3 Semester Credits/meets part of the advanced informatics component

    Prerequisites: Access to the internet, personal computer and consent of instructor.

    Description: This course is an introduction to Project Management that is structured for students who have begun to run their own projects. The course is project based and is designed to develop managers for large healthcare projects, such as a system implementation, evaluation of an existing system, or other large project.

    The Master of Science in Applied Health Informatics course work is not transferable to the Master of Science in Health Informatics or the Doctor of Philosophy in Health Informatics.

  10. HIT 5325 Social Dynamics in Applied Health Informatics.

    (2 hours lecture/3 hours laboratory/week lecture/demonstration/discussion)

    Prerequisites: Access to the internet, personal computer, and consent of instructor.

    Description: This course is based upon the premise that implementation of information systems will not only greatly enhance the quality of healthcare but also radically change the nature of healthcare. You will examine  healthcare as a distributed system composed of groups of people interacting with each other and with information technology. Two major areas will be covered in the course. The first area is computer-supported cooperative work (CSCW), which is defined as computer-assisted coordination of activities such as reasoning, problem solving, decision-making, routine tasks, and communication. CSW involves a group of collaborating individuals who interact with complex information technology. Most health information systems (such as EHR) are examples of large groupware. Groupware  supports large numbers of synchronous and asynchronous users of diverse backgrounds as they execute  many different types of tasks. The second area is the social impact of information technology. This area will focus on the impact of internet, social networking, and similar innovations on healthcare.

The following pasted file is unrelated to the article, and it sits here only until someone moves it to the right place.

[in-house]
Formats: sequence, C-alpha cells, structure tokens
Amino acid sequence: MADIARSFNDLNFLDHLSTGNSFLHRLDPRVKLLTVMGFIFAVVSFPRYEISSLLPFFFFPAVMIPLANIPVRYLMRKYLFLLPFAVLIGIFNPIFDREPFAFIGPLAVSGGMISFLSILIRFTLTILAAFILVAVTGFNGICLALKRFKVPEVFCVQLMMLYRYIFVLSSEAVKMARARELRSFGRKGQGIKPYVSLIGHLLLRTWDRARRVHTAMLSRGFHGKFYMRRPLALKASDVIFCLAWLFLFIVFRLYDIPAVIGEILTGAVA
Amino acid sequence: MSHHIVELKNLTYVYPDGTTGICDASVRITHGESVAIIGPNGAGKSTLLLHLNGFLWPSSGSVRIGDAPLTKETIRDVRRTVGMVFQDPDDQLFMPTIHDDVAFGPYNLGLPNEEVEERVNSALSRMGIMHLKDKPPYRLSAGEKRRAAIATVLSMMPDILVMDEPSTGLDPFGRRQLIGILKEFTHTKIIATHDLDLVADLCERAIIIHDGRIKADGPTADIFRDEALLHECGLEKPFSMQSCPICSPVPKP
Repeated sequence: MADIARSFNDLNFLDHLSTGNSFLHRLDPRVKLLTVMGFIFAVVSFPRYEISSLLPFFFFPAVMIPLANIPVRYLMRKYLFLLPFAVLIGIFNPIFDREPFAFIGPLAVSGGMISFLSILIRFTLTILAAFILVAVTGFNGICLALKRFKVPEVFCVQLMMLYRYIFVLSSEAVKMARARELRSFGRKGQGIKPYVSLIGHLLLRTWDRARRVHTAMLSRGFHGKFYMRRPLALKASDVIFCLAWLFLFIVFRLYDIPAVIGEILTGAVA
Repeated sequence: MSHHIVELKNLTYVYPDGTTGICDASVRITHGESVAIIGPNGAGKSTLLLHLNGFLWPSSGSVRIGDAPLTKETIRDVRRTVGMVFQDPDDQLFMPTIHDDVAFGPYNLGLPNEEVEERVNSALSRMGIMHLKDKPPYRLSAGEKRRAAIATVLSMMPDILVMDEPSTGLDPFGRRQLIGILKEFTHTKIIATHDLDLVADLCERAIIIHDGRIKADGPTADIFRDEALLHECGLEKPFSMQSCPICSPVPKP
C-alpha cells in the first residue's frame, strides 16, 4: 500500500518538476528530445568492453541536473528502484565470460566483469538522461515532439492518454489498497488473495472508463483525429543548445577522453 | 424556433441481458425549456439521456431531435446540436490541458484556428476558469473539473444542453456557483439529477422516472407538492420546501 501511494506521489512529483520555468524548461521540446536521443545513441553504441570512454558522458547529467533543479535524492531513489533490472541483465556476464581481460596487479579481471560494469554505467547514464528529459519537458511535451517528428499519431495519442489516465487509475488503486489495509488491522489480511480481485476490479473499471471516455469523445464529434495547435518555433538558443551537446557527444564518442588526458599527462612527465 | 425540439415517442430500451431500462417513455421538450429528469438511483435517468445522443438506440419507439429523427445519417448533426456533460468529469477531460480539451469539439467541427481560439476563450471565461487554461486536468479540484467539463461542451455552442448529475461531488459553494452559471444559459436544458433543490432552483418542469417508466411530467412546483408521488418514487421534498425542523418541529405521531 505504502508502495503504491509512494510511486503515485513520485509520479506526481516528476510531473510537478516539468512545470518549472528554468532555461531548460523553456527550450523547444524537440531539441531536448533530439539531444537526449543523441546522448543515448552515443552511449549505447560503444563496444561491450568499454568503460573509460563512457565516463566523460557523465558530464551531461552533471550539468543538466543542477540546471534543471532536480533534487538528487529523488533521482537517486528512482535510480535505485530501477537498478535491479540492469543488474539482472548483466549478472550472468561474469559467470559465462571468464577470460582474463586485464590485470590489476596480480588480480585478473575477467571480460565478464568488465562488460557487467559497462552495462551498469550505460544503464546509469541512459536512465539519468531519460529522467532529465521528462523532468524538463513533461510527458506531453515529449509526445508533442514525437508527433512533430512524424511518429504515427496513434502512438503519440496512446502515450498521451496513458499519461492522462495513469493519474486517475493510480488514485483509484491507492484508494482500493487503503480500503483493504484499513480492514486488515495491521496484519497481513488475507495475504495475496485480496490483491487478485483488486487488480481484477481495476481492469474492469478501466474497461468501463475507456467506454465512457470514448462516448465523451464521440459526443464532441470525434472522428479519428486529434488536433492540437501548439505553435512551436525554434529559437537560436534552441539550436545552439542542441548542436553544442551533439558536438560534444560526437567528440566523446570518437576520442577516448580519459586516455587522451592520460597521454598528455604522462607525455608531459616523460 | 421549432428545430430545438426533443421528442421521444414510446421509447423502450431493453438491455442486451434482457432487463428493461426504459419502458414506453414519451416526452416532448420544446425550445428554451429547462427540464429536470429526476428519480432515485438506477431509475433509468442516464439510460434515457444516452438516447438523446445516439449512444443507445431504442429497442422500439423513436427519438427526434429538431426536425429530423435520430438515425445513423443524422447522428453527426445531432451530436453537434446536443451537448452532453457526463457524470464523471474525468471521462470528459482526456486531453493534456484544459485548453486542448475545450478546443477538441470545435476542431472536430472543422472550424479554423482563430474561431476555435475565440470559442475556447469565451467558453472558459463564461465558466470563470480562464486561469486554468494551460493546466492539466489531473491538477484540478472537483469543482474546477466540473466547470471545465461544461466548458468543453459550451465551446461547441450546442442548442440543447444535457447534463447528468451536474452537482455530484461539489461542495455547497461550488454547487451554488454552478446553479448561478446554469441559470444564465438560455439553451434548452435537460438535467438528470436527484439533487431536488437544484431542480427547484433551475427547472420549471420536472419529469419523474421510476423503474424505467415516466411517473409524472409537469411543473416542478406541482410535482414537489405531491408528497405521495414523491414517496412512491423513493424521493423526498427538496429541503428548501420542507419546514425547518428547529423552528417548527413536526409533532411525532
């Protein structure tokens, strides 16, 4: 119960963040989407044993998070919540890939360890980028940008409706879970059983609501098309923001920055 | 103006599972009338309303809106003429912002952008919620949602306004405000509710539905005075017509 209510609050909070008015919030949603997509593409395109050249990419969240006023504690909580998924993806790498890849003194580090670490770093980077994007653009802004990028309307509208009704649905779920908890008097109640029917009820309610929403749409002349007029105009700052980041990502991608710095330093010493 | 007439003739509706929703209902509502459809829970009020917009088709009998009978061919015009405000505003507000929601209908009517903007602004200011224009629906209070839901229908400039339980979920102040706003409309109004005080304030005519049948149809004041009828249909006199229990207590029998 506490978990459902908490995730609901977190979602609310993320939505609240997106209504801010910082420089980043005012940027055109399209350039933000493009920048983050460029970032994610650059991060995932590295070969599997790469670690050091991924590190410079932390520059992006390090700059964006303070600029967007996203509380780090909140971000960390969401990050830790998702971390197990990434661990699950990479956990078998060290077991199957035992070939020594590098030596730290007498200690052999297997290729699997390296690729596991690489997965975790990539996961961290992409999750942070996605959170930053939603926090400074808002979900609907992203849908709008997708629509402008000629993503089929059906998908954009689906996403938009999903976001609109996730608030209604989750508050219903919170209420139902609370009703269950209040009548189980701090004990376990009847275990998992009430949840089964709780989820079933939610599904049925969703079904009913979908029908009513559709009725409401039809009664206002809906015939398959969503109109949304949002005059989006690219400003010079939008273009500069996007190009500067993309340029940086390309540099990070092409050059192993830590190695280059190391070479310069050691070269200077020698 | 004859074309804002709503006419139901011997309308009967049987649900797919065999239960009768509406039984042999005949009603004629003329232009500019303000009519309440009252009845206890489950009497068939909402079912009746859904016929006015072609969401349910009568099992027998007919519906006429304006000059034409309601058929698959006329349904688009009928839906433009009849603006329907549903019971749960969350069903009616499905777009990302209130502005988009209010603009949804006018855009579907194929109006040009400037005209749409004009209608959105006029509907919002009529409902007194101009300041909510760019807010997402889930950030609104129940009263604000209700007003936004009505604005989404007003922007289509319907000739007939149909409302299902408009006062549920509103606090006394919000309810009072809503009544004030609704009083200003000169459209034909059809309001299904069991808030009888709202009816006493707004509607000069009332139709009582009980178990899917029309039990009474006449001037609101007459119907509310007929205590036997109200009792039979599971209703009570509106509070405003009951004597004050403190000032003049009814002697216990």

The Master of Science in Applied Health Informatics course work is not transferable to the Master of Science in Health Informatics or the Doctor of Philosophy in Health Informatics.

  11. HIT5326 Assessments in Applied Health Informatics.

    (2 hours lecture/3 hours laboratory/week lecture/demonstration/discussion).

    Prerequisites: Access to the internet, personal computer, and consent of instructor.

    Description: Students in this course will learn how to identify and assess different aspects of healthcare systems and healthcare workflow. The addition of a comprehensive electronic health record (EHR) is very disruptive to the workflow and organization of a primary care provider. It is known that EHR decreases the throughput of a primary care clinic. However, if properly designed, an EHR can improve the quality of the healthcare delivered and satisfaction of the clinicians and patients. Students will learn the skills needed to asses and help improve workflow and the quality of healthcare delivery.

    The Master of Science in Applied Health Informatics course work is not transferable to the Master of Science in Health Informatics or the Doctor of Philosophy in Health Informatics.

  12. HIT5327 Standards and Standards Development in Applied Health Informatics.

    (2 hours lecture/3 hours laboratory/week lecture/demonstration/discussion).

    Prerequisites: Access to the internet, personal computer, and consent of instructor.

    Description: Unlike much of the world, healthcare standards are frequently developed by private organizations rather than the government. The Standards Development Organizations (SDOs) create an alphabet soup of organizations that are often not well known to people within healthcare, let alone those just entering healthcare. This course will explore the history of a variety of SDOs, examining their membership and focus domain. Students will examine the role of the major SDOs and their impact on the structure and function of healthcare delivery in the US. The relationship between US and International Standards Organizations will be reviewed.

    The Master of Science in Applied Health Informatics course work is not transferable to the Master of Science in Health Informatics or the Doctor of Philosophy in Health Informatics.